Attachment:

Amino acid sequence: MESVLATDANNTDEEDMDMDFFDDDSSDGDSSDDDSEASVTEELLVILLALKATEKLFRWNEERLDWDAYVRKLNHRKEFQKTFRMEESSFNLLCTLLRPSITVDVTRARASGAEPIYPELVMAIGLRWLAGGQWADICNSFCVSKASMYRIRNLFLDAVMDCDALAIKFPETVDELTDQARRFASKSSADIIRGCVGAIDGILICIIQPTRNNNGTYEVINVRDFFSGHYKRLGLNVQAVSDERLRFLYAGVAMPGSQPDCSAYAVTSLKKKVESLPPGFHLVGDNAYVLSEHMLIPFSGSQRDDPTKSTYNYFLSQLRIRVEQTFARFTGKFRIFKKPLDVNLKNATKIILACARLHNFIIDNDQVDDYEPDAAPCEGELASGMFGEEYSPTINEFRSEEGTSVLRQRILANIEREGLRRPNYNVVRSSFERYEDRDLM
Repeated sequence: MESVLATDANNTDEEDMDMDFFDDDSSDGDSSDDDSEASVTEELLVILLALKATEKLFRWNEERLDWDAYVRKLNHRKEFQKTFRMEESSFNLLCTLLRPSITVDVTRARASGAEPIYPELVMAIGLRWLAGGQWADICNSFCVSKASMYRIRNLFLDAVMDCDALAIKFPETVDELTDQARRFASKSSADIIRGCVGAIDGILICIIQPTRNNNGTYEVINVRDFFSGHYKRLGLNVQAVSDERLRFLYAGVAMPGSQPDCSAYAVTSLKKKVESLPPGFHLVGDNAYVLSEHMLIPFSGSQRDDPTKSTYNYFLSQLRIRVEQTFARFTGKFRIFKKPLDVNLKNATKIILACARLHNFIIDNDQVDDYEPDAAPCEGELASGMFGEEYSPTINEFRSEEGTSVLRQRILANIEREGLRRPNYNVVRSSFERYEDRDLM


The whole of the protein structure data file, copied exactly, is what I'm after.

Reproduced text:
Amino acid sequence: MESVLATDANNTDEEDMDMDFFDDDSSDGDSSDDDSEASVTEELLVILLALKATEKLFRWNEERLDWDAYVRKLNHRKEFQKTFRMEESSFNLLCTLLRPSITVDVTRARASGAEPIYPELVMAIGLRWLAGGQWADICNSFCVSKASMYRIRNLFLDAVMDCDALAIKFPETVDELTDQARRFASKSSADIIRGCVGAIDGILICIIQPTRNNNGTYEVINVRDFFSGHYKRLGLNVQAVSDERLRFLYAGVAMPGSQPDCSAYAVTSLKKKVESLPPGFHLVGDNAYVLSEHMLIPFSGSQRDDPTKSTYNYFLSQLRIRVEQTFARFTGKFRIFKKPLDVNLKNATKIILACARLHNFIIDNDQVDDYEPDAAPCEGELASGMFGEEYSPTINEFRSEEGTSVLRQRILANIEREGLRRPNYNVVRSSFERYEDRDLM
Repeated sequence: MESVLATDANNTDEEDMDMDFFDDDSSDGDSSDDDSEASVTEELLVILLALKATEKLFRWNEERLDWDAYVRKLNHRKEFQKTFRMEESSFNLLCTLLRPSITVDVTRARASGAEPIYPELVMAIGLRWLAGGQWADICNSFCVSKASMYRIRNLFLDAVMDCDALAIKFPETVDELTDQARRFASKSSADIIRGCVGAIDGILICIIQPTRNNNGTYEVINVRDFFSGHYKRLGLNVQAVSDERLRFLYAGVAMPGSQPDCSAYAVTSLKKKVESLPPGFHLVGDNAYVLSEHMLIPFSGSQRDDPTKSTYNYFLSQLRIRVEQTFARFTGKFRIFKKPLDVNLKNATKIILACARLHNFIIDNDQVDDYEPDAAPCEGELASGMFGEEYSPTINEFRSEEGTSVLRQRILANIEREGLRRPNYNVVRSSFERYEDRDLM